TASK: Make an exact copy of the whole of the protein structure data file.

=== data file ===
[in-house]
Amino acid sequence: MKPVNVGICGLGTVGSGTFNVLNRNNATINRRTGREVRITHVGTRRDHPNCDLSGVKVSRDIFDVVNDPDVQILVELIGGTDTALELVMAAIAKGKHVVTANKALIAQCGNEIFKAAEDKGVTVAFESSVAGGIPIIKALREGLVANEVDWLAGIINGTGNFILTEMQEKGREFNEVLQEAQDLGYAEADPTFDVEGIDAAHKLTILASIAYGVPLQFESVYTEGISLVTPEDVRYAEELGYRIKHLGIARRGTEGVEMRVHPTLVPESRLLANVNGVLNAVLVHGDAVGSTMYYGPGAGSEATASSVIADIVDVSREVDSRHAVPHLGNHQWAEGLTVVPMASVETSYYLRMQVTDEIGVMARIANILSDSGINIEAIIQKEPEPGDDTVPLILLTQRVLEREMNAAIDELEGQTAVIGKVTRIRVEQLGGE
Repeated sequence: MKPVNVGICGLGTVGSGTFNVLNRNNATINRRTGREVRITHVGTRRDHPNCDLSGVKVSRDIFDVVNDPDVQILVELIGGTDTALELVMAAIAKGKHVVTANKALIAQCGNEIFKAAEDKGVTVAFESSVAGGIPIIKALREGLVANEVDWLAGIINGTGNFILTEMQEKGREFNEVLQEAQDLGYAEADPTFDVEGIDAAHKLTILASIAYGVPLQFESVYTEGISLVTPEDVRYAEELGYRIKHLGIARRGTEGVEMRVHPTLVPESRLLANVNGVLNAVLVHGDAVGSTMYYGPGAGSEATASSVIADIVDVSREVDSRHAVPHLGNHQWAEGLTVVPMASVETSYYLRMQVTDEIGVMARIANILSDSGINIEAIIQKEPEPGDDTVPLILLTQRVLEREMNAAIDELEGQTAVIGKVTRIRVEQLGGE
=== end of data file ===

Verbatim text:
[in-house]
Amino acid sequence: MKPVNVGICGLGTVGSGTFNVLNRNNATINRRTGREVRITHVGTRRDHPNCDLSGVKVSRDIFDVVNDPDVQILVELIGGTDTALELVMAAIAKGKHVVTANKALIAQCGNEIFKAAEDKGVTVAFESSVAGGIPIIKALREGLVANEVDWLAGIINGTGNFILTEMQEKGREFNEVLQEAQDLGYAEADPTFDVEGIDAAHKLTILASIAYGVPLQFESVYTEGISLVTPEDVRYAEELGYRIKHLGIARRGTEGVEMRVHPTLVPESRLLANVNGVLNAVLVHGDAVGSTMYYGPGAGSEATASSVIADIVDVSREVDSRHAVPHLGNHQWAEGLTVVPMASVETSYYLRMQVTDEIGVMARIANILSDSGINIEAIIQKEPEPGDDTVPLILLTQRVLEREMNAAIDELEGQTAVIGKVTRIRVEQLGGE
Repeated sequence: MKPVNVGICGLGTVGSGTFNVLNRNNATINRRTGREVRITHVGTRRDHPNCDLSGVKVSRDIFDVVNDPDVQILVELIGGTDTALELVMAAIAKGKHVVTANKALIAQCGNEIFKAAEDKGVTVAFESSVAGGIPIIKALREGLVANEVDWLAGIINGTGNFILTEMQEKGREFNEVLQEAQDLGYAEADPTFDVEGIDAAHKLTILASIAYGVPLQFESVYTEGISLVTPEDVRYAEELGYRIKHLGIARRGTEGVEMRVHPTLVPESRLLANVNGVLNAVLVHGDAVGSTMYYGPGAGSEATASSVIADIVDVSREVDSRHAVPHLGNHQWAEGLTVVPMASVETSYYLRMQVTDEIGVMARIANILSDSGINIEAIIQKEPEPGDDTVPLILLTQRVLEREMNAAIDELEGQTAVIGKVTRIRVEQLGGE